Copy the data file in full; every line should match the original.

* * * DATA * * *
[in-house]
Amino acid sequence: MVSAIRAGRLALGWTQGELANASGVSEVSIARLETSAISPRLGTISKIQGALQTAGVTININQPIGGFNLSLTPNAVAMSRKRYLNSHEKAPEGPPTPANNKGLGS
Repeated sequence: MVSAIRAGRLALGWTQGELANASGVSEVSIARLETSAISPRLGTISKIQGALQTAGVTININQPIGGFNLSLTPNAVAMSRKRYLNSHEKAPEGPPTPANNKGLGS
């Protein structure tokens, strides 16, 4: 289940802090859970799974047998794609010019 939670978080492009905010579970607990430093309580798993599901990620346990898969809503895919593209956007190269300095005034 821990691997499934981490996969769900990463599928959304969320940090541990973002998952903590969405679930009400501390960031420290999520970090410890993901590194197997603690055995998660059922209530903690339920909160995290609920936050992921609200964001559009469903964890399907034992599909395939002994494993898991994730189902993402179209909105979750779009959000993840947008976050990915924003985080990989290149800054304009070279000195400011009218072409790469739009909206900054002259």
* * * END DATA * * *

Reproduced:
[in-house]
Amino acid sequence: MVSAIRAGRLALGWTQGELANASGVSEVSIARLETSAISPRLGTISKIQGALQTAGVTININQPIGGFNLSLTPNAVAMSRKRYLNSHEKAPEGPPTPANNKGLGS
Repeated sequence: MVSAIRAGRLALGWTQGELANASGVSEVSIARLETSAISPRLGTISKIQGALQTAGVTININQPIGGFNLSLTPNAVAMSRKRYLNSHEKAPEGPPTPANNKGLGS
């Protein structure tokens, strides 16, 4: 289940802090859970799974047998794609010019 939670978080492009905010579970607990430093309580798993599901990620346990898969809503895919593209956007190269300095005034 821990691997499934981490996969769900990463599928959304969320940090541990973002998952903590969405679930009400501390960031420290999520970090410890993901590194197997603690055995998660059922209530903690339920909160995290609920936050992921609200964001559009469903964890399907034992599909395939002994494993898991994730189902993402179209909105979750779009959000993840947008976050990915924003985080990989290149800054304009070279000195400011009218072409790469739009909206900054002259």